Conditions Related To AcupunctureThis treatment can be used in such a diffuse manner and has the ability to produce beneficial results. Due to these facts, it’s becoming a popular treatment choice for individuals suffering from a variety of conditions.
Various conditions can be successfully treated with acupuncture, including:
- Peripheral neuropathy
- Carpal tunnel syndrome
- Back pain
- Hip and leg pain
- Knee pain
- Neck pain
- Shoulder pain
- Joint pain
Benefits of acupuncture
Fibromyalgia is a debilitating musculoskeletal condition that often results in chronic fatigue, decreased physical activity, stiffness, sleep problems, and a decrease in overall well-being. Electroacupuncture and manual therapies have both been utilized to treat fibromyalgia; however, electroacupuncture helps to relieve pain and stiffness, and also helps to improve sleep patterns. Additionally, traditional acupuncture has been successful in treating symptoms related to fibromyalgia in some patients.
Peripheral neuropathy is a condition that involves motor and sensory deficits as the result of nerve damage. This condition is often difficult to treat as determining the exact cause is often tricky. This treatment is quite effective for the treatment of peripheral neuropathy as it leads to improved nerve conduction, which results in an improvement of sensory and motor symptoms associated with this condition.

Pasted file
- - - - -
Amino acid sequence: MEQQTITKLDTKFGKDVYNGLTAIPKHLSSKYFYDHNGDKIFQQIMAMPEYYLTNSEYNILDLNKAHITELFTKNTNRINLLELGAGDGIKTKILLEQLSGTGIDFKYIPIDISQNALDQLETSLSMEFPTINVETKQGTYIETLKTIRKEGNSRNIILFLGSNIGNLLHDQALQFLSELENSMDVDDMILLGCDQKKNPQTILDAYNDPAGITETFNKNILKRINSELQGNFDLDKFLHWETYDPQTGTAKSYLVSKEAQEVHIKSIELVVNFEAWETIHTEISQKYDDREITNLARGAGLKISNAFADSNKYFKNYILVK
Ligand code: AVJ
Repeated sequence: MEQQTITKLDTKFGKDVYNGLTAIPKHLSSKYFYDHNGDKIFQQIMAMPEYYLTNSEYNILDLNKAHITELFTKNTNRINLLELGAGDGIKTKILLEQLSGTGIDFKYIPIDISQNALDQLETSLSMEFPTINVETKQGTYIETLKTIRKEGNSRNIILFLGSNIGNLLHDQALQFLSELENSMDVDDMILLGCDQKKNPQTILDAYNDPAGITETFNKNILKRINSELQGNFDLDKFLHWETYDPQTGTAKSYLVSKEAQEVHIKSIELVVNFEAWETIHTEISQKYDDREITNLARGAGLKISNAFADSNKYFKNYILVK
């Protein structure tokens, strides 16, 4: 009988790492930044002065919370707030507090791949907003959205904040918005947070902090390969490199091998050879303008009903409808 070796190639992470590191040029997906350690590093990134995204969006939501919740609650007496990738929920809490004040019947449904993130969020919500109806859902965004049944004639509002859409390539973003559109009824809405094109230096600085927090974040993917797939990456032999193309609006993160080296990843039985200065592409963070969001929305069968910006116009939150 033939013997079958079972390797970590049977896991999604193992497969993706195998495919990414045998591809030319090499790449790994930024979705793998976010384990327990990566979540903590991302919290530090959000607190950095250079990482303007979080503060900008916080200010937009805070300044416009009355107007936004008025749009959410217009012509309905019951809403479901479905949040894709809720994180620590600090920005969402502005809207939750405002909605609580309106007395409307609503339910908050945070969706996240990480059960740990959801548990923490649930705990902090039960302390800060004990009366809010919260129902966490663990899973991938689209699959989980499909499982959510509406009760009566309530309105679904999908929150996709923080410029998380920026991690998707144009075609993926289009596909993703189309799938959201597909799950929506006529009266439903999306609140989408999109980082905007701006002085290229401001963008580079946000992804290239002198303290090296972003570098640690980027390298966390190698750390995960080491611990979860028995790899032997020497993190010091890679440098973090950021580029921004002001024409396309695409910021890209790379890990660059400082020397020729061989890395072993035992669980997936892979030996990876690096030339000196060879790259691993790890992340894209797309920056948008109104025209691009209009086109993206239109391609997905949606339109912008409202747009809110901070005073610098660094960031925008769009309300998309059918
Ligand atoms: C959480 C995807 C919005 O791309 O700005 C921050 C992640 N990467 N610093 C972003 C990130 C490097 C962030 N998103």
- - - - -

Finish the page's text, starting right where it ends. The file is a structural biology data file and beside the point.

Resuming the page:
Arthritis is a degenerative type of disorder that can result in significant pain and a reduced ability to perform normal activities. Traditional acupuncture is often used to relieve pain associated with arthritis. It produces the same results as when it is used to treat fibromyalgia.
Carpal tunnel syndrome is experienced by many individuals and is characterized by numbness, tingling, and pain in the wrists and hands. In some patients, it also results in motor deficits. Acupuncture treatment, particularly electroacupuncture, has been shown to significantly reduce the symptoms of mild to moderate carpal tunnel syndrome.